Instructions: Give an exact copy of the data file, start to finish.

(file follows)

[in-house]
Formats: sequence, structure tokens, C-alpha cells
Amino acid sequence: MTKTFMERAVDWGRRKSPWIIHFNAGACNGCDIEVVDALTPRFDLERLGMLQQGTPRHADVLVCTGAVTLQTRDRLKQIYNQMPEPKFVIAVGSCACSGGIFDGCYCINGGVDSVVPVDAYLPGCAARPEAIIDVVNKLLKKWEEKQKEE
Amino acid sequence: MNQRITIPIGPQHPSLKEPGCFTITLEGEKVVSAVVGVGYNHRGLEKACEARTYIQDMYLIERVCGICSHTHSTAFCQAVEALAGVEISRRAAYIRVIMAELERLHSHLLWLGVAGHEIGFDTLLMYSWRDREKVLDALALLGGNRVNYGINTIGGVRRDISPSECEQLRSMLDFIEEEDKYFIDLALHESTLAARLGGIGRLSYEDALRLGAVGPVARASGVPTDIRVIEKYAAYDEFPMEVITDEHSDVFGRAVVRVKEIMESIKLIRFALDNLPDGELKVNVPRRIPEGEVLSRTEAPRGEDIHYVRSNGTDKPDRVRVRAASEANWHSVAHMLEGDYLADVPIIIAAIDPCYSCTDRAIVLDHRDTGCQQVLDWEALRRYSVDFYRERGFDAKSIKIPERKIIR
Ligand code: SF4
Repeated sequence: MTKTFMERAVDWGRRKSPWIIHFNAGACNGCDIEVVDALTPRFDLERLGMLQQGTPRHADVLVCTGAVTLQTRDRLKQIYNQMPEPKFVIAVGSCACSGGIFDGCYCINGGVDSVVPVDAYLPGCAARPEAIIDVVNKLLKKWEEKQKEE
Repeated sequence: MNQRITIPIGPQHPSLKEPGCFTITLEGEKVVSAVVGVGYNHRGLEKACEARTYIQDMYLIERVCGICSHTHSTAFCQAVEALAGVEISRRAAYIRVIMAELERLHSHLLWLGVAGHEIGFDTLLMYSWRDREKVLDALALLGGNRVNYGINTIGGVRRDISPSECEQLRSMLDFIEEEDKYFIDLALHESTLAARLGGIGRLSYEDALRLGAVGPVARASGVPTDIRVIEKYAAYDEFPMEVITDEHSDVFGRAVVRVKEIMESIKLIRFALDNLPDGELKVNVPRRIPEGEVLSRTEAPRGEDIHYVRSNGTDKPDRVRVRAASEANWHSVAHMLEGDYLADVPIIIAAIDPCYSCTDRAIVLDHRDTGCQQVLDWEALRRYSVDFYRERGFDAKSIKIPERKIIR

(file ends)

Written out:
[in-house]
Formats: sequence, structure tokens, C-alpha cells
Amino acid sequence: MTKTFMERAVDWGRRKSPWIIHFNAGACNGCDIEVVDALTPRFDLERLGMLQQGTPRHADVLVCTGAVTLQTRDRLKQIYNQMPEPKFVIAVGSCACSGGIFDGCYCINGGVDSVVPVDAYLPGCAARPEAIIDVVNKLLKKWEEKQKEE
Amino acid sequence: MNQRITIPIGPQHPSLKEPGCFTITLEGEKVVSAVVGVGYNHRGLEKACEARTYIQDMYLIERVCGICSHTHSTAFCQAVEALAGVEISRRAAYIRVIMAELERLHSHLLWLGVAGHEIGFDTLLMYSWRDREKVLDALALLGGNRVNYGINTIGGVRRDISPSECEQLRSMLDFIEEEDKYFIDLALHESTLAARLGGIGRLSYEDALRLGAVGPVARASGVPTDIRVIEKYAAYDEFPMEVITDEHSDVFGRAVVRVKEIMESIKLIRFALDNLPDGELKVNVPRRIPEGEVLSRTEAPRGEDIHYVRSNGTDKPDRVRVRAASEANWHSVAHMLEGDYLADVPIIIAAIDPCYSCTDRAIVLDHRDTGCQQVLDWEALRRYSVDFYRERGFDAKSIKIPERKIIR
Ligand code: SF4
Repeated sequence: MTKTFMERAVDWGRRKSPWIIHFNAGACNGCDIEVVDALTPRFDLERLGMLQQGTPRHADVLVCTGAVTLQTRDRLKQIYNQMPEPKFVIAVGSCACSGGIFDGCYCINGGVDSVVPVDAYLPGCAARPEAIIDVVNKLLKKWEEKQKEE
Repeated sequence: MNQRITIPIGPQHPSLKEPGCFTITLEGEKVVSAVVGVGYNHRGLEKACEARTYIQDMYLIERVCGICSHTHSTAFCQAVEALAGVEISRRAAYIRVIMAELERLHSHLLWLGVAGHEIGFDTLLMYSWRDREKVLDALALLGGNRVNYGINTIGGVRRDISPSECEQLRSMLDFIEEEDKYFIDLALHESTLAARLGGIGRLSYEDALRLGAVGPVARASGVPTDIRVIEKYAAYDEFPMEVITDEHSDVFGRAVVRVKEIMESIKLIRFALDNLPDGELKVNVPRRIPEGEVLSRTEAPRGEDIHYVRSNGTDKPDRVRVRAASEANWHSVAHMLEGDYLADVPIIIAAIDPCYSCTDRAIVLDHRDTGCQQVLDWEALRRYSVDFYRERGFDAKSIKIPERKIIR